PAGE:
I’ve always had this weird thing about taking my makeup off with a flannel (Face cloth? Wash cloth? Mini towel?). I have no idea why, but I’ve never been able to get on board with it so cotton face rounds were a fixture in my bathroom. Once I started being more mindful of my waste, I couldn’t really ignore the growing binful of rounds & wrappers ever week.
But what to do? I still really didn’t want to switch to a flannel, but I had no idea what else I could use to take my makeup off- particularly heavy stage makeup! Luckily, google came to the rescue and I stumbled across the hidden world of these babies.
Reusable cotton rounds! Such a simple solution. I now have two spaces in my bathroom drawer- one for clean rounds and one for dirty. Once I’ve used a rounds to get rid of my face, it gets thrown in the dirty sections and come wash-day the whole lot of them get thrown in an Onya Bag with the rest of my washing and come out ready to go again! What a bunch of champions.
4. Single Use Cutlery
The western world loves to eat on the run.
That was one huge thing that I noticed during my time in Italy- food ‘on the go’ isn’t a thing. Even my coffee in a keepcup was the cause of much hilarity! Over here in Australia, food is always a rushed event. Grab a salad and a plastic fork, eat it on the tram. After a curry? Grab some takeaway with a cutlery pack and eat it at your desk. We’re always in a rush and those single-use plastics just keep piling up.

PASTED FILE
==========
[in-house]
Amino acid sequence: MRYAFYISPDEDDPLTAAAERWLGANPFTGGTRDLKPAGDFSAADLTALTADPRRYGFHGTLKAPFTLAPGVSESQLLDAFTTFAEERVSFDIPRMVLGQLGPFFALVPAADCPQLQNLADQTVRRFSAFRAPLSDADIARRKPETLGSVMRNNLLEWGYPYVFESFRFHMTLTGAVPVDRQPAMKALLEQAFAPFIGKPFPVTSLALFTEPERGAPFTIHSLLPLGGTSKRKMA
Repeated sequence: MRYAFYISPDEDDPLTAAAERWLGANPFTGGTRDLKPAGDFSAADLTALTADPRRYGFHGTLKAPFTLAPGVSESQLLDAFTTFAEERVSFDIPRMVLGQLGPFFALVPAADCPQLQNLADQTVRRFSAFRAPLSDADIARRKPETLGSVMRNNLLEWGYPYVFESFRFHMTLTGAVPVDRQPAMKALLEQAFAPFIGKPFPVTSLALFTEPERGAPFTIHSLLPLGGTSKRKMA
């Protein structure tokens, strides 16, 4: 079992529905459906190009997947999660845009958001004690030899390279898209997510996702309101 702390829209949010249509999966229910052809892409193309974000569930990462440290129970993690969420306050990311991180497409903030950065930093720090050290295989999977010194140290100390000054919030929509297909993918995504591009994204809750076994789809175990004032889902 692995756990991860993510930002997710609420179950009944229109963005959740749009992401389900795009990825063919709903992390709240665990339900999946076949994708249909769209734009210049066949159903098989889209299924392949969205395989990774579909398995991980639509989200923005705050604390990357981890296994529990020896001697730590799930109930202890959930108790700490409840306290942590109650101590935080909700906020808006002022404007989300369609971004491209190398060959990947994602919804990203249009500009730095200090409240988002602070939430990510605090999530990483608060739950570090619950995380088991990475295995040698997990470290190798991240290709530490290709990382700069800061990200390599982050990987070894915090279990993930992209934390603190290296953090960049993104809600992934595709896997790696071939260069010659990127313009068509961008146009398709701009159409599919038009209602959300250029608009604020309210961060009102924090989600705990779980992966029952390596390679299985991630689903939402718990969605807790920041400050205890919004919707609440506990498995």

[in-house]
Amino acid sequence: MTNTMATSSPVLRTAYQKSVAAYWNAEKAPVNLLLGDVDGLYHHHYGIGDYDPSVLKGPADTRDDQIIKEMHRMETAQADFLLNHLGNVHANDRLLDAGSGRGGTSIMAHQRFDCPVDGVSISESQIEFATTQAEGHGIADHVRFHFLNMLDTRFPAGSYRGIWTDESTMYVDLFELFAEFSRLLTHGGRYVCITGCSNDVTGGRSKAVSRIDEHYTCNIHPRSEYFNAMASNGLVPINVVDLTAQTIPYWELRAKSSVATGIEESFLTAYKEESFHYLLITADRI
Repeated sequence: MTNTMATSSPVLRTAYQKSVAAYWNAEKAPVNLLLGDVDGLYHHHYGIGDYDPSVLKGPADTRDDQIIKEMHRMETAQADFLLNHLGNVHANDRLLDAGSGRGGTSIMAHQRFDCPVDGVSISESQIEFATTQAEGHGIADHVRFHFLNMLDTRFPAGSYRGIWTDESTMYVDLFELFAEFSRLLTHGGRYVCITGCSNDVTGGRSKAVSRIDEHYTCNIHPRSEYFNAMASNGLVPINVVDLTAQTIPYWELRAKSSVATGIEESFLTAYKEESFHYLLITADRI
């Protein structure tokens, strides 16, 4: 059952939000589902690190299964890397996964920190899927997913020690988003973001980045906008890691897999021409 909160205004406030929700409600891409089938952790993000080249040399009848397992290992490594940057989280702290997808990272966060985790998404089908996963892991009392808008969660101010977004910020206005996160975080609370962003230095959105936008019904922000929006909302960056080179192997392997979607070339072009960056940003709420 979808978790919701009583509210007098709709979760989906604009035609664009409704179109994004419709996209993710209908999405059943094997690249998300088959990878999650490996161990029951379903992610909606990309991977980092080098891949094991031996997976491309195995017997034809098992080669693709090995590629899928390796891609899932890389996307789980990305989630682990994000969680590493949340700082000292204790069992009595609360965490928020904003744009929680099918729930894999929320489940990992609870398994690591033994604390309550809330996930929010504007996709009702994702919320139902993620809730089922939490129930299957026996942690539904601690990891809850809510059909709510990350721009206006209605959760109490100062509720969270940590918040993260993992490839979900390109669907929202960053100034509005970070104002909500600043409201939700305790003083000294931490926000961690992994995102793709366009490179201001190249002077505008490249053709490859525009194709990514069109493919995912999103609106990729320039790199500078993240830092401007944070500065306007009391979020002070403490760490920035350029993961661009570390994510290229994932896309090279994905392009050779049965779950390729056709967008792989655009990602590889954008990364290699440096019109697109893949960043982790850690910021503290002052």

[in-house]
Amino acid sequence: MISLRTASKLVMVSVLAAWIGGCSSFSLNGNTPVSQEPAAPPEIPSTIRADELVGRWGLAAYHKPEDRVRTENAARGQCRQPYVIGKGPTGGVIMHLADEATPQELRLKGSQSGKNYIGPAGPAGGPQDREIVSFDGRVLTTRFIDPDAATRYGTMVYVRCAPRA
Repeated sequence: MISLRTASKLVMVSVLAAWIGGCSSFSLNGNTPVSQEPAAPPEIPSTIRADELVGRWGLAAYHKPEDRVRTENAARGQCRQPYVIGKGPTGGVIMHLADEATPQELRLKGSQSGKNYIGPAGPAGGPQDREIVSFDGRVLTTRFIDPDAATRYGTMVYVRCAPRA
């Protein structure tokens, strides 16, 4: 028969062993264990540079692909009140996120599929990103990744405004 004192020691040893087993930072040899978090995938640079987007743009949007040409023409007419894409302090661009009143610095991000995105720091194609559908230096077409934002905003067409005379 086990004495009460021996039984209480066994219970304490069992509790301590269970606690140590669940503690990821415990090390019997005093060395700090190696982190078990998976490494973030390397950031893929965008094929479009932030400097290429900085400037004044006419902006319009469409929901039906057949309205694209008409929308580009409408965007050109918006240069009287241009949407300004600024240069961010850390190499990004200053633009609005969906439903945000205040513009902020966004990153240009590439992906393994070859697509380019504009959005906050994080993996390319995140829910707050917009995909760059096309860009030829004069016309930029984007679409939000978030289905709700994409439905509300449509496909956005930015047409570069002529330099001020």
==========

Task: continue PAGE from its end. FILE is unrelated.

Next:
Now, I’ve always been a bit of a cutlery hoarder – I once went through airport security and had to hand over six metal forks that I had apparently been carrying around with me- but that’s not what you could call an ideal solution. Luckily, in an airport in Hong Kong, I found the perfect solution! I now have a little tube that pops open to reveal a half-sized fork, spoon, and collapsible set of chopsticks (because Hong Kong). It sits in my backpack and means that I never have to say yes to cutlery again. Finding a solution that works for you might take a bit of looking, but I believe in you.
5. A Rubbish Bin
Say what? Swap out your rubbish bin?? I know, this is a weird one.
To be honest, getting rid of my rubbish bin was more of an accidental swap – when I moved into my little house over a year ago, I always intended to get the perfect rubbish bin for tiny kitchen, but nothing ever seemed to be right. My rubbish solution always ended up being a bag slung over a cupboard handle- ugly and plastic.
As I converted more of my purchases to recyclable or reusable alternatives, I noticed that my bagful of rubbish was getting smaller and smaller and decided to make a concerted effort to cut it down even more. Now my waste system consists of a carton for my recycling and a bokashi compost system for all of my food scraps- everything else goes into this odd little bucket that I somehow acquired on an Ikea trip.
Is it the perfect rubbish bin? Not by a long shot. It’s small, annoying to try and stack rubbish in, and I can’t find anywhere to keep it that doesn’t drive me nuts. And THAT is what makes it perfect for me. Having rubbish in my kitchen is now a friction point- it annoys me to see it there and it’s a pain to take down to the bins. You had better bet that any time I’m weighing up a purchase I start thinking about that annoying little rubbish pile in the corner of my kitchen and look for an alternative that I can tuck away into my recycling instead. And any time I do succumb to the easier plastic alternative, that wrapping will sit there and judge me until I take it to the building’s bins, prodding me to seek out alternatives. It’s all about the baby steps!